Youssef bends over a worksheet and sighs, “I did that for a year already. Instead of ‘I offer the friend the tea,’ it is ‘I offer it to him.’ ”
The dark blond Syrian sits in the third row of the advanced welcome class on the third floor of the vocational high school center of automotive engineering in the Charlottenburg area of Berlin. Frustrated by the grammar exercises, the young man from a small city near Damascus wrinkles his face. He knows the answers. In Syria, he was in the eleventh grade. He and his mother have lived here for a year and eight months at the home of an aunt, who has lived in Berlin for decades.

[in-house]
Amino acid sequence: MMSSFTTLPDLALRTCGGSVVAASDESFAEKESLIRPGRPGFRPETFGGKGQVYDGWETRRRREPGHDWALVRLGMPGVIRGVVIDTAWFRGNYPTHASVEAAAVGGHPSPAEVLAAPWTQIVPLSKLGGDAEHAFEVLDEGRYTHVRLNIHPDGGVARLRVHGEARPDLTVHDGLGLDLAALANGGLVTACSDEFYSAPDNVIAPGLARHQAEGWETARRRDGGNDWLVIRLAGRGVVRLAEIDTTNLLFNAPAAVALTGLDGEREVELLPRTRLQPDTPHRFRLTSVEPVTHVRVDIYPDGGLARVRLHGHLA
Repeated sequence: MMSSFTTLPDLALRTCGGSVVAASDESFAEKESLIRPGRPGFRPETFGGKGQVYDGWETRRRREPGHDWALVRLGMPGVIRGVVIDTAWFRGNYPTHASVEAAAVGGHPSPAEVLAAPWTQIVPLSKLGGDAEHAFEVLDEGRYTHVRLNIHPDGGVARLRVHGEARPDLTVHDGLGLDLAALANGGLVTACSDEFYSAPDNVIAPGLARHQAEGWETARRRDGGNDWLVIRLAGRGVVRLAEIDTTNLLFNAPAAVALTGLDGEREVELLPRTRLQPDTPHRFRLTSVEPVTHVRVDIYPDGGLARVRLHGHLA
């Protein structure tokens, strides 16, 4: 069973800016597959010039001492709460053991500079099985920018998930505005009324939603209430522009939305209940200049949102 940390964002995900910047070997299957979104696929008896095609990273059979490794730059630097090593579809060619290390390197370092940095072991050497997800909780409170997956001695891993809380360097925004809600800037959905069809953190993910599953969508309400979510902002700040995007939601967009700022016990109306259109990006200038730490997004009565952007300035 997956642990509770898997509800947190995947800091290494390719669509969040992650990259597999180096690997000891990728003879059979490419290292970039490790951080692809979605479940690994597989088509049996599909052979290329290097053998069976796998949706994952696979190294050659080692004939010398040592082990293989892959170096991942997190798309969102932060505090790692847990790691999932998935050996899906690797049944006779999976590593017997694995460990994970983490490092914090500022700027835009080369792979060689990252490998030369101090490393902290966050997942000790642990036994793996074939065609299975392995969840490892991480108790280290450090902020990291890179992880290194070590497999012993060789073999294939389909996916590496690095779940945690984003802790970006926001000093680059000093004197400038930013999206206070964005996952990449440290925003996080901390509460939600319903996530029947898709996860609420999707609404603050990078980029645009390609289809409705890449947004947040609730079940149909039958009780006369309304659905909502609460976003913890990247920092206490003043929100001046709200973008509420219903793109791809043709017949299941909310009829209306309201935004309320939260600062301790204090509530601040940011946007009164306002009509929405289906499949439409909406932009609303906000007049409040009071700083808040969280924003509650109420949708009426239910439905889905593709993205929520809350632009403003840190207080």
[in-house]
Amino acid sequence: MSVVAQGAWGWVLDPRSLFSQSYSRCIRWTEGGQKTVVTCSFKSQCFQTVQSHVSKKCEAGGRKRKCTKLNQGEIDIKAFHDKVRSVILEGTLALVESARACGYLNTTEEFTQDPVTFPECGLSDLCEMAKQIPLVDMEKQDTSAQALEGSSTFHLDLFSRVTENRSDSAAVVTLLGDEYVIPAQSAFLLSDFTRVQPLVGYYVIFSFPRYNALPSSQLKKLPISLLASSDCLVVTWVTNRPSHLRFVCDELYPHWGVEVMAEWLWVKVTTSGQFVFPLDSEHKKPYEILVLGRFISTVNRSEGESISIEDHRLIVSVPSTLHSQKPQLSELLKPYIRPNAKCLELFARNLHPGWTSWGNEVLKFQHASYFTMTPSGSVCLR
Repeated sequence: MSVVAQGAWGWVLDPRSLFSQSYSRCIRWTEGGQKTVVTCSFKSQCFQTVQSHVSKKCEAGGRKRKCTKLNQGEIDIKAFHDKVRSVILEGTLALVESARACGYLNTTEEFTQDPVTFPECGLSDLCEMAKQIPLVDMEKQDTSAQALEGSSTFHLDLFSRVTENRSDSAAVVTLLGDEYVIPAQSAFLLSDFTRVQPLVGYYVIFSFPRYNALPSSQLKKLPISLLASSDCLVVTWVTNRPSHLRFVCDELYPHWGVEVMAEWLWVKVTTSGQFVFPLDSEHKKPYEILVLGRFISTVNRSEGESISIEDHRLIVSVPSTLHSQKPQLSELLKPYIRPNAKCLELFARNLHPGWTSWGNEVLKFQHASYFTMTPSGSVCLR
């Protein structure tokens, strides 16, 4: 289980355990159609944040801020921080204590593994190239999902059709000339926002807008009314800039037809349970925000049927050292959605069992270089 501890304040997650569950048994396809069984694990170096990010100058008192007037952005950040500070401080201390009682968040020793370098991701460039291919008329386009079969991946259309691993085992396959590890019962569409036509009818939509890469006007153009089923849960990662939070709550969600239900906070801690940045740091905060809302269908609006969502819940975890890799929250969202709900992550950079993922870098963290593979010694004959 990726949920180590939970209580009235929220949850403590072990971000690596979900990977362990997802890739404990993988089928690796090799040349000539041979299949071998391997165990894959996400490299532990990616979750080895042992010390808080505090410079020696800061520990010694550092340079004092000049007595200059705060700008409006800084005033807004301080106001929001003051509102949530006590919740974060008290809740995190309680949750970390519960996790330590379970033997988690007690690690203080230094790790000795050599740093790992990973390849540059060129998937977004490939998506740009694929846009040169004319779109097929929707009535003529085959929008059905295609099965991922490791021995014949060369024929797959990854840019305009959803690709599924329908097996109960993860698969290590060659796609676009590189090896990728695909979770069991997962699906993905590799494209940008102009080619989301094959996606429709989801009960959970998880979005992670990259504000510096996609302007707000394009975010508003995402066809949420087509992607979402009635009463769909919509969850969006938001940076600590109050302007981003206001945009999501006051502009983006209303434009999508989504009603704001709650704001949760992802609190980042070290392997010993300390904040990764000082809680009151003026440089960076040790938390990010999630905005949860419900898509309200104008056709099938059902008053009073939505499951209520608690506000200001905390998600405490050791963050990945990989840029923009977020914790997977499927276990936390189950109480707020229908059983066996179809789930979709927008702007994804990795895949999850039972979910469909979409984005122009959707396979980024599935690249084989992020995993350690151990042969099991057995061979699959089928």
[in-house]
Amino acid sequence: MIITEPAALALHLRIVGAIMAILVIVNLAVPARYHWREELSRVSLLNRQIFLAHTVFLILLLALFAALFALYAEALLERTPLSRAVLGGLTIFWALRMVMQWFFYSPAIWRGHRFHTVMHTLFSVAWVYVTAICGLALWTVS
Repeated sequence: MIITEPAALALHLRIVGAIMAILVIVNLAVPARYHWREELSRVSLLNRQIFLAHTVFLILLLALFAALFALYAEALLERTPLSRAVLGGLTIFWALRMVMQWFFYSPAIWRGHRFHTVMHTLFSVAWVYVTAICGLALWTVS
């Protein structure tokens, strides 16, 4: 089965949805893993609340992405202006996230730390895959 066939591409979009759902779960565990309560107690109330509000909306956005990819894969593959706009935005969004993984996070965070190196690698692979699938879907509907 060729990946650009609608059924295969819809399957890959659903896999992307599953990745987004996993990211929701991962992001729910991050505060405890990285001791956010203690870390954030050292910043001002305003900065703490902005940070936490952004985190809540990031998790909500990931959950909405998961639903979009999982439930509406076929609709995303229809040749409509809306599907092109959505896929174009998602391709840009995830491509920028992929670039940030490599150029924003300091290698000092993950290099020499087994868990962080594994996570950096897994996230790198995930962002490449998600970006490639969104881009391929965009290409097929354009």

The vocational high school (OSZ) in Charlottenburg is Youssef’s fourth school in Germany. His teacher recognizes he is under-challenged and impatient. “I will speak with the principal,” promised Matthias Ziervogel. “Maybe you won’t be here much longer.” A few weeks ago, Youssef’s Syrian certificates were recognized as an intermediate level education. Perhaps he can move into a high school class, but that prospect remains unclear. Youssef doesn’t know what would be better: Earn a diploma or learn mechatronics?